25 years after the first WJA recognition program, Missouri Lawyers Media continues to honor women attorneys in what has become an annual tradition in the Missouri legal community
by Missouri Lawyers Media
As the name indicates, the St. Louis-based company World Wide Technology has offices around the globe.
That meant that in 2020, at the start of the COVID-19 pandemic and protests in the wake of the murder of George Floyd, attorney Erika Schenk encountered a new set of challenges.
World Wide Technology faced questions such as: "How do we best keep our employees safe? How do we make our workplace safe?" recalled Schenk, who serves as the company's general counsel and executive vice president of corporate compliance.
As it turned out, there were no uniform solutions that the company could apply across its offices, Schenk said.
"Every location — even within the same state, down to the county or the city or the municipality — there could be different rules in place," Schenk said.
When the pandemic struck, "I was constantly monitoring and getting updates from different government organizations around what the rules were at that time," Schenk said.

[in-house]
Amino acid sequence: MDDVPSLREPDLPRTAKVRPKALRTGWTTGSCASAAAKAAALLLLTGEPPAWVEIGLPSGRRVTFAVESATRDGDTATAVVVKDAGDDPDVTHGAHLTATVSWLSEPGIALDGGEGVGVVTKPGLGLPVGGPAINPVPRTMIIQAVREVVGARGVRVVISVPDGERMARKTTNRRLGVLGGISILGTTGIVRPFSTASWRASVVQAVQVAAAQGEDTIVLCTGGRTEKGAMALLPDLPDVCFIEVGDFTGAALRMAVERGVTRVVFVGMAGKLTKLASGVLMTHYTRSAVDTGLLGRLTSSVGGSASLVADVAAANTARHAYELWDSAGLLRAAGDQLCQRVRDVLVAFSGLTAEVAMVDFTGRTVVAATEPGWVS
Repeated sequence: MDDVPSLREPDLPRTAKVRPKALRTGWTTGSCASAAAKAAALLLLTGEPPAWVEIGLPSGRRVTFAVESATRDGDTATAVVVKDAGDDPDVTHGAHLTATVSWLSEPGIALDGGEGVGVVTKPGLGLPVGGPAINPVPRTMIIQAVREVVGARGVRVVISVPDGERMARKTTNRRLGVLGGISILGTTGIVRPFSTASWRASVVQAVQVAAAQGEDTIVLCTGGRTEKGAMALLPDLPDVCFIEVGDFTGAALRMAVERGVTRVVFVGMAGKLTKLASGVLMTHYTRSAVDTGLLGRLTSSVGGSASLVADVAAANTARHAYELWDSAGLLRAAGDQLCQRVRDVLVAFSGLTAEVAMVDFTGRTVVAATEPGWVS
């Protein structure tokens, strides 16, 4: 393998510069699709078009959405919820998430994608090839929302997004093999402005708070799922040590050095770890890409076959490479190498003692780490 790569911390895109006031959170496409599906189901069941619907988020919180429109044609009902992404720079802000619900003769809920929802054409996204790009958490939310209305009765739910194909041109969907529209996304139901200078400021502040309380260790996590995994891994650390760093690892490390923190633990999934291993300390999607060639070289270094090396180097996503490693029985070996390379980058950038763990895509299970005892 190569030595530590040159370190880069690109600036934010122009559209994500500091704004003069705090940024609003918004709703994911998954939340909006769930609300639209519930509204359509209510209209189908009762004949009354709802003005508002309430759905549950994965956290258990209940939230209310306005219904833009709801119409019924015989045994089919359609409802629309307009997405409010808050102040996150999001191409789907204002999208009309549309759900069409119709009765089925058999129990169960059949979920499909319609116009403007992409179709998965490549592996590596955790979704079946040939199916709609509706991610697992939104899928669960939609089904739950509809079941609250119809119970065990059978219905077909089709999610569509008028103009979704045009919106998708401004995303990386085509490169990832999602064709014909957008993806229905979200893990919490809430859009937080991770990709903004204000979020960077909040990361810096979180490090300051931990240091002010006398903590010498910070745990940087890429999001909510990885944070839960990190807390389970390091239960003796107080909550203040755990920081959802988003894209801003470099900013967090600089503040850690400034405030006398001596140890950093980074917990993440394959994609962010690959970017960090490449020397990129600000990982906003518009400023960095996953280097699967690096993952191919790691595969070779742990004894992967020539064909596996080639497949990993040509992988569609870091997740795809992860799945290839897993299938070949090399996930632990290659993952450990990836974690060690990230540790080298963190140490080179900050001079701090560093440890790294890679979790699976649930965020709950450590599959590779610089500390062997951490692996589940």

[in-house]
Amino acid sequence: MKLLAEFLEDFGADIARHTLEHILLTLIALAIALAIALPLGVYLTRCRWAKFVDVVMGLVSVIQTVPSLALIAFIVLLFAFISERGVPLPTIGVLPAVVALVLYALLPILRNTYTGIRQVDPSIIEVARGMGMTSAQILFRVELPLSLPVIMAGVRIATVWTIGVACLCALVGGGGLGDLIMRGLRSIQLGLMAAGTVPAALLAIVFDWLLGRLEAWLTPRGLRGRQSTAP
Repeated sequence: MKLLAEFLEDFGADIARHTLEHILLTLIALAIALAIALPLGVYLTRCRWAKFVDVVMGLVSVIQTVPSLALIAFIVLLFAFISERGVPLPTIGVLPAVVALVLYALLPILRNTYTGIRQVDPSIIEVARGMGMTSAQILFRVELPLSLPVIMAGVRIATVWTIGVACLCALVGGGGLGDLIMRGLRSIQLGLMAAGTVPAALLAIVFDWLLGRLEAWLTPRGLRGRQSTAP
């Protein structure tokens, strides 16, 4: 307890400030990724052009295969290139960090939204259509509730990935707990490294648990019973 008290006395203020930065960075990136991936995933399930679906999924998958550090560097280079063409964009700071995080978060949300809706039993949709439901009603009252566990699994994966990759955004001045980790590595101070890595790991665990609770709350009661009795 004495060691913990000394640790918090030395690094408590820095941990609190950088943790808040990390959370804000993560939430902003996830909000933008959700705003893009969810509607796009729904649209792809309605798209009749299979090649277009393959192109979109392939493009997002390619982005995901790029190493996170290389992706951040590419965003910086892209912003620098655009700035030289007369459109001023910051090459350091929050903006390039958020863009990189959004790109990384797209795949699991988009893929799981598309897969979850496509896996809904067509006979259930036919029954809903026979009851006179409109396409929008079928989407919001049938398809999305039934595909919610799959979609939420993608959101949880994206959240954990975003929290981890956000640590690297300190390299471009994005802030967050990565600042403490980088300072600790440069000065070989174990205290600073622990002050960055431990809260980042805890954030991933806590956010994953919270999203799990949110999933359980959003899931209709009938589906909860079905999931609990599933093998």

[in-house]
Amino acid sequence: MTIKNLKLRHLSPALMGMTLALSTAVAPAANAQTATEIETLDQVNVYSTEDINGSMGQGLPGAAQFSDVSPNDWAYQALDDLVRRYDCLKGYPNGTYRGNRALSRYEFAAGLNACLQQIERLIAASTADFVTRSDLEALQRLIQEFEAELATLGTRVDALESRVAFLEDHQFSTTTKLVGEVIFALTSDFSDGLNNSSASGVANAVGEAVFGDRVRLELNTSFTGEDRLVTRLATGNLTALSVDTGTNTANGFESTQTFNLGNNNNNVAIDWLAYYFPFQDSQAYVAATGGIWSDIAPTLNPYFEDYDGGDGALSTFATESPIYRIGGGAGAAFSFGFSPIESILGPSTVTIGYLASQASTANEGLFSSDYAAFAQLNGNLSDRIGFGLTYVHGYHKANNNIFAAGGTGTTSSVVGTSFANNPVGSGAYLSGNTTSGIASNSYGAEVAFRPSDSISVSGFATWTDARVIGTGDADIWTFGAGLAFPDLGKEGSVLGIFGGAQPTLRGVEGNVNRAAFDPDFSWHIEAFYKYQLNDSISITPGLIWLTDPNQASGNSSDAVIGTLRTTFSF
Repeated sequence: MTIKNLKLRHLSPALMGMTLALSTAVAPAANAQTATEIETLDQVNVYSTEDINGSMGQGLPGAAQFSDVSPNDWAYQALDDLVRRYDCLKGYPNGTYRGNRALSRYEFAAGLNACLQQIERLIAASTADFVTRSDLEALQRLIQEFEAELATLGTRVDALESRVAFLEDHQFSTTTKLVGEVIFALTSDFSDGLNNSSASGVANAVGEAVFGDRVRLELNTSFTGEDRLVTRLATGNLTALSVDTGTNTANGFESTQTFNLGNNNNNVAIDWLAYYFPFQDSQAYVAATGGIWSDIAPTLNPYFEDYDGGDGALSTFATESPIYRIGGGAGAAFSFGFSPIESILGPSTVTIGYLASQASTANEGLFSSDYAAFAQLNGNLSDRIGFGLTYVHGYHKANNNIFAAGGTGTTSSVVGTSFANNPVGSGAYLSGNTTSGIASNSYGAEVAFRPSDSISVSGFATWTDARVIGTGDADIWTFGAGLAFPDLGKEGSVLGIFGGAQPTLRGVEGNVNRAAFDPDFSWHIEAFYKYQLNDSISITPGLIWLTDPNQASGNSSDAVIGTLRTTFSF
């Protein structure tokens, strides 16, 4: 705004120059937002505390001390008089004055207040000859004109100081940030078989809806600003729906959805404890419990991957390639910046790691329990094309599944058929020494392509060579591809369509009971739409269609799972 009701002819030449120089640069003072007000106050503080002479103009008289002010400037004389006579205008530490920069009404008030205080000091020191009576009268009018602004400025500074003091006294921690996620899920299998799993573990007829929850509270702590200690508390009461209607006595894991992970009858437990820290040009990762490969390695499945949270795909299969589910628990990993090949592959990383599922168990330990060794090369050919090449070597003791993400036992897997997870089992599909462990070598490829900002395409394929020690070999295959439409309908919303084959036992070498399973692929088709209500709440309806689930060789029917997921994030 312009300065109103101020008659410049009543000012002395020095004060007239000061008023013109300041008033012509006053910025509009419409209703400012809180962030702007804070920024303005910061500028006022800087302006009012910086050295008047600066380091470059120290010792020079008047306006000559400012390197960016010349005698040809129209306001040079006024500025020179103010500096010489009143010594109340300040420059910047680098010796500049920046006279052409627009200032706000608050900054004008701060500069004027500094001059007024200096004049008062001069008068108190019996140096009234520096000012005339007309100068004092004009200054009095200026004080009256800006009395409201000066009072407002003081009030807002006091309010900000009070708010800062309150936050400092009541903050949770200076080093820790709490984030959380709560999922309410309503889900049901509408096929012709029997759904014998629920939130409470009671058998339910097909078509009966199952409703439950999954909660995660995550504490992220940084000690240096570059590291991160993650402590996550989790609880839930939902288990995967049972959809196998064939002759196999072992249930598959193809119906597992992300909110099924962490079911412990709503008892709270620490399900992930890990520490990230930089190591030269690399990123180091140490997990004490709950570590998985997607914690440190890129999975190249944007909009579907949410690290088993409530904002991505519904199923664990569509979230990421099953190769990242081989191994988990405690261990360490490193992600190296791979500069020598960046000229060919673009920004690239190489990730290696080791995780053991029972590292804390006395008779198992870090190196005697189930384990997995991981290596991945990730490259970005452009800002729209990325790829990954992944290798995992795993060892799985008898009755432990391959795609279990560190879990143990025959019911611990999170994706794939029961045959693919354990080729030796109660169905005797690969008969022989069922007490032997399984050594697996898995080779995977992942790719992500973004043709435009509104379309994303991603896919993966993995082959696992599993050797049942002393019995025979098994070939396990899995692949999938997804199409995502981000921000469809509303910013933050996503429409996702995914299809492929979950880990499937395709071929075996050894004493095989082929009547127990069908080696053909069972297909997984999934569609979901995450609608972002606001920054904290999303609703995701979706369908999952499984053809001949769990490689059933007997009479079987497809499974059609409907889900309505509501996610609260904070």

For example, in Singapore, where the company has offices, the Ministry of Manpower set limits on what percentage of a companies' employees could work in the office and the number of hours they could spend there.
The company's operations had to be "very calibrated," Schenk said. "We had to make decisions as to how we would implement those rules with our workforce."
After the protests regarding police conduct, Schenk helped implement resource groups for the companies' Black and Hispanic employees. Schenk also served as an executive sponsor for a Pride group for its LGBTQ staff.
While attending Saint Louis University School of Law, Schenk became interested in corporate law because she saw that it required collaborating with others to solve problems.
"You're helping businesses and people come together to figure out how to do business together," Schenk recalled. "I found that far more rewarding than other aspects" of the law "where it felt more adversarial."